Interview: Don't sleep on Ruby & Rails

Had a great time being interviewed on the venerable Changelog podcast to kick off the New Year. We mostly discussed why Ruby and Rails were still relevant (if less flashy), but they also asked me to share a bit about Test Double's origin story:

If there's a spectrum, if there are two polar opposites between a staffing firm and a delivery firm that just claims to have figured out software development, like "We've found the silver bullet. Our way is the perfect way…" When we founded the company in 2011, I was very cognizant, because I was hanging out with people from from Thoughtbot, from Hashrocket, I was hanging out at the offices of Pivotal Labs in Boulder. And each of them had a different marketing strategy that basically said, "we've cracked the nut on software. If you're frustrated about software, pay us money and we will be the panacea to all these problems. Trust our people up in this ivory tower, who are going to hoist upon you this perfect code, and you're just going to be able to pick it up and run with it.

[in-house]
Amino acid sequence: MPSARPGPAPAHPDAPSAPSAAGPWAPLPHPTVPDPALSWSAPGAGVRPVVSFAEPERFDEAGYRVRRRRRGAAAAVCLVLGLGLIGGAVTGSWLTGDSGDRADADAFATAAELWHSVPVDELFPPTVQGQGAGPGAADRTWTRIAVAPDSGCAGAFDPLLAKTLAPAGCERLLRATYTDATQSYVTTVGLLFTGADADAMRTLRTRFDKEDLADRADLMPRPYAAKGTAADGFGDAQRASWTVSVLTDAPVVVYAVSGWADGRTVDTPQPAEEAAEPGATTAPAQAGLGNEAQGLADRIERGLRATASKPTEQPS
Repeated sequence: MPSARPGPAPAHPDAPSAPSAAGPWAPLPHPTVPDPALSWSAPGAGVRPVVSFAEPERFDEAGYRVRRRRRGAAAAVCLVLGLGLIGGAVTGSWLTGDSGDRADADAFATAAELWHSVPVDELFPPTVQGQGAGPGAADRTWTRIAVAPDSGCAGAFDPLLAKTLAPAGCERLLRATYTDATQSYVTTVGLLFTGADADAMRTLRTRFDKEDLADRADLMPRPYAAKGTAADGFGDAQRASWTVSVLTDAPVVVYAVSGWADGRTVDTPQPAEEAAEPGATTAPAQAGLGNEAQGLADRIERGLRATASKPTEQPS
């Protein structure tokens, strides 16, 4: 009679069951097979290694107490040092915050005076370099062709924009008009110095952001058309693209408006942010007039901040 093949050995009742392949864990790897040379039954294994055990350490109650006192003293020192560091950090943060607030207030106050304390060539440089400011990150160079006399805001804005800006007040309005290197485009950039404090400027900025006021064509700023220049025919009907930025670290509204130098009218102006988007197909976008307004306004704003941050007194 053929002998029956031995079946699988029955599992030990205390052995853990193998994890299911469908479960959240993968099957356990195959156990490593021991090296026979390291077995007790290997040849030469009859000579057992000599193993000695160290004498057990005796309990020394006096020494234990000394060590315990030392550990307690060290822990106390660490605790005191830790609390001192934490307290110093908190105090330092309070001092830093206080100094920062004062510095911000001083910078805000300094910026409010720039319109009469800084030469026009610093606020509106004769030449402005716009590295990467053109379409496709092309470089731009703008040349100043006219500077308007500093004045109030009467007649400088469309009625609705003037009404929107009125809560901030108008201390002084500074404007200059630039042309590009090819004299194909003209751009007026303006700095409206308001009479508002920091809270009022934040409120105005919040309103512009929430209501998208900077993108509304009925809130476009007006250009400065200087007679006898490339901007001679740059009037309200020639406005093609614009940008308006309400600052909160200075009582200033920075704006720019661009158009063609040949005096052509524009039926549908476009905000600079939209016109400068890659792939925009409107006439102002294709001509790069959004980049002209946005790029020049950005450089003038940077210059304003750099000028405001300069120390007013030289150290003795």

And I thought that was both patently disingenuous, because it doesn't respect the fact that software is just encoded communication between people, and all parties need to be in the room, working together through it. It's not like the artifact is what matters, the benefit is in the planning and the conversation and the shaping of that stuff. It's a joint collaborative exercise.

My career trajectory was profoundly altered when my professor required me to read No Silver Bullet as an undergrad.

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